Keywords

decision support systems; crop models; uncertainty; weather data

Location

Session B5: Managing Uncertainty

Start Date

11-7-2016 4:30 PM

End Date

11-7-2016 4:50 PM

Abstract

Crop models dynamically simulate nutrient and water cycles on a daily basis to predict crop growth and yield. They can be integrated into decsision support systems (DSS) dedicated to helping farmers improve their profitability and sustainability by pro-actively adapting their cultural practices (for example irrigation and fertilization). One key challenge is then the use of appropriate input data, and in particular of weather data: current weather data drive the simulation of the daily crop growth, seasonal forecasts are used to predict the yield at the end of the growing season, and both are elements on which farmers base their strategical and tactical decisions. Some farmers have their own weather stations but most of them do not gather all the required weather data. Thus most crop models are run using gridded weather data. The uncertainty in weather data is due to both the spatial resolution of gridded data and the use of seasonal forecasts. It may have a crucial impact on the accuracy and the robustness of crop models, and therefore on the farmers’ decisions. In this study, we will take as an example the crop models incorporated into two software (CropWin®-Corn, CropWin®-Soybean) dedicated to farmers. We will present (i) the magnitude of differences between observed, gridded data and seasonal forecast, (ii) the impact of uncertainty in weather data on the yield predicted for three contrasted climates, based on a sensitivity analysis. Our results may give insights in the identification of key weather variables for which it is important to reduce the uncertainty over the growing season. Finally, we will discuss the consequences of weather uncertainty in the robustness of crop models integrated into DSS.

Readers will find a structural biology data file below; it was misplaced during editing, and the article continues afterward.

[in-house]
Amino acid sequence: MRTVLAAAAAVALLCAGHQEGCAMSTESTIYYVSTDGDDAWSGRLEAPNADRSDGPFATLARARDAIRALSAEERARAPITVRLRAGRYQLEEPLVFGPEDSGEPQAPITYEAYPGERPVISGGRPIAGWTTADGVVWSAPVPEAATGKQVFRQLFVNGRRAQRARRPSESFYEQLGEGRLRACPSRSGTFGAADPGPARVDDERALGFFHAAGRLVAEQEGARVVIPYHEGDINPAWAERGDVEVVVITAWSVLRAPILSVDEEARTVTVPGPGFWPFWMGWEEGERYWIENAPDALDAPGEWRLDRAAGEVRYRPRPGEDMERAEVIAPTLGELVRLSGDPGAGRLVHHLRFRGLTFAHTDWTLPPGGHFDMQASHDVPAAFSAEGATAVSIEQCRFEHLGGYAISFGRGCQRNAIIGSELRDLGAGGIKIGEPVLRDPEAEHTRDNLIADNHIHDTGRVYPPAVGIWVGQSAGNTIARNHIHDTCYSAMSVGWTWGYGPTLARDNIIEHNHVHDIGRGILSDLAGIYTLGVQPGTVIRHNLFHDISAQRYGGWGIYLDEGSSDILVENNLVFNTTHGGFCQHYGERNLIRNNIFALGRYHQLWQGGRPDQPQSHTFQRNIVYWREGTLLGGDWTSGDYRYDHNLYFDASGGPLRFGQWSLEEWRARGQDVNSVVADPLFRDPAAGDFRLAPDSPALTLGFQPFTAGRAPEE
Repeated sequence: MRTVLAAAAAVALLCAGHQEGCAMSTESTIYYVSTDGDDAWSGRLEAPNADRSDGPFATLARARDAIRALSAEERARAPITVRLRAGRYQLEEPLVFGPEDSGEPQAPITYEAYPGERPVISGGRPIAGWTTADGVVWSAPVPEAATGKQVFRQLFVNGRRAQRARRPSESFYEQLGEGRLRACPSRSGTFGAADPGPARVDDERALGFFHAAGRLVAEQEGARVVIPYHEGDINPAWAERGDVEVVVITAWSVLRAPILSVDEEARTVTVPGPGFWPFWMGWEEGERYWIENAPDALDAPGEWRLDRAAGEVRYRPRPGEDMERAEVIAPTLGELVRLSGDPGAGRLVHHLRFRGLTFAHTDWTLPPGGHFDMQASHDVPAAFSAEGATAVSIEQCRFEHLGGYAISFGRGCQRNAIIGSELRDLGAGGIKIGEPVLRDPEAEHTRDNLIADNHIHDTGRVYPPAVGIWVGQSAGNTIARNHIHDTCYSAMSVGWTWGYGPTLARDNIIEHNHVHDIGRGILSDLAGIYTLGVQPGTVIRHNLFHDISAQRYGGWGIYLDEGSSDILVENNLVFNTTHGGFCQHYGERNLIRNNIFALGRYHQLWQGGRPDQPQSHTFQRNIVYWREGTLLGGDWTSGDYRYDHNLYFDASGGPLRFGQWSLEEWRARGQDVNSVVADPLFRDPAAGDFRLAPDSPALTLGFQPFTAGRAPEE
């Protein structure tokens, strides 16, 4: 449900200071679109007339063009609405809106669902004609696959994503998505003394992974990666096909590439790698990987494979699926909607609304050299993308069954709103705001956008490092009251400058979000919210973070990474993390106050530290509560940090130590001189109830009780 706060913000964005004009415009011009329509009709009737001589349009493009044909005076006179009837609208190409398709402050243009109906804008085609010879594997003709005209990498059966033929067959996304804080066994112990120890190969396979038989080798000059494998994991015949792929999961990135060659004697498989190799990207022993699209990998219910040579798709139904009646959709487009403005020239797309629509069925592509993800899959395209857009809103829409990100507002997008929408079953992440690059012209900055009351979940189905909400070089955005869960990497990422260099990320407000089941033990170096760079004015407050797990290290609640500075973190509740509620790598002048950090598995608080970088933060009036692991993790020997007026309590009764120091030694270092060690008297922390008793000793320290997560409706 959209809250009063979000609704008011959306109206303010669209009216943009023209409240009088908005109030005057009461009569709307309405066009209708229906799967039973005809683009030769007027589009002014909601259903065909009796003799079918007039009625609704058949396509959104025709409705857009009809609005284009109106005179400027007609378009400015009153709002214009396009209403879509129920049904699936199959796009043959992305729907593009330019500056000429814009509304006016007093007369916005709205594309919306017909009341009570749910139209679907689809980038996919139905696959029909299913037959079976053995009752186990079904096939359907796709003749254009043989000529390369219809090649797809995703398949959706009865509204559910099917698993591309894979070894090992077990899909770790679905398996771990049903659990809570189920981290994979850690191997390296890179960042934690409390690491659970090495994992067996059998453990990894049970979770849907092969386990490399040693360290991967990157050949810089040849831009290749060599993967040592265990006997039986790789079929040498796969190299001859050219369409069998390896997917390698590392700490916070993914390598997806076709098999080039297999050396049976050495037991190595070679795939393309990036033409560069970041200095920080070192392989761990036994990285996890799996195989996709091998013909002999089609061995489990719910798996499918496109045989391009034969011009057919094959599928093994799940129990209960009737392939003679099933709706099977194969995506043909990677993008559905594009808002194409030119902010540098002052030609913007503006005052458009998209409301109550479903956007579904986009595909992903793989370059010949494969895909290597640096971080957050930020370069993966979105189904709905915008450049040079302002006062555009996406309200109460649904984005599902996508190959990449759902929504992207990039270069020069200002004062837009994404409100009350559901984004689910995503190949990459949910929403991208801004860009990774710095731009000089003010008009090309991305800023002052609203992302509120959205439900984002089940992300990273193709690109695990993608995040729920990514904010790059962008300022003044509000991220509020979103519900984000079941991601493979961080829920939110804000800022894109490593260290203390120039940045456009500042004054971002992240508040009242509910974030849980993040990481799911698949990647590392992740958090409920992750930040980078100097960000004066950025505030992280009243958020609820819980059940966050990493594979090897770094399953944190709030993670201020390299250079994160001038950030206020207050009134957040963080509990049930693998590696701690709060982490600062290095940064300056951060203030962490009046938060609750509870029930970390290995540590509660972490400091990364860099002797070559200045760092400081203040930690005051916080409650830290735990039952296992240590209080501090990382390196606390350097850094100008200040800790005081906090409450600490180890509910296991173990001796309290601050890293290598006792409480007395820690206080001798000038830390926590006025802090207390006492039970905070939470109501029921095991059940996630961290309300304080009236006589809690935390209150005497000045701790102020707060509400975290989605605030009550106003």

Jul 11th, 4:30 PM Jul 11th, 4:50 PM

How weather uncertainty impacts the predicted yield in an agricultural decision support tool?

Session B5: Managing Uncertainty

Crop models dynamically simulate nutrient and water cycles on a daily basis to predict crop growth and yield. They can be integrated into decsision support systems (DSS) dedicated to helping farmers improve their profitability and sustainability by pro-actively adapting their cultural practices (for example irrigation and fertilization). One key challenge is then the use of appropriate input data, and in particular of weather data: current weather data drive the simulation of the daily crop growth, seasonal forecasts are used to predict the yield at the end of the growing season, and both are elements on which farmers base their strategical and tactical decisions. Some farmers have their own weather stations but most of them do not gather all the required weather data. Thus most crop models are run using gridded weather data. The uncertainty in weather data is due to both the spatial resolution of gridded data and the use of seasonal forecasts. It may have a crucial impact on the accuracy and the robustness of crop models, and therefore on the farmers’ decisions. In this study, we will take as an example the crop models incorporated into two software (CropWin®-Corn, CropWin®-Soybean) dedicated to farmers. We will present (i) the magnitude of differences between observed, gridded data and seasonal forecast, (ii) the impact of uncertainty in weather data on the yield predicted for three contrasted climates, based on a sensitivity analysis. Our results may give insights in the identification of key weather variables for which it is important to reduce the uncertainty over the growing season. Finally, we will discuss the consequences of weather uncertainty in the robustness of crop models integrated into DSS.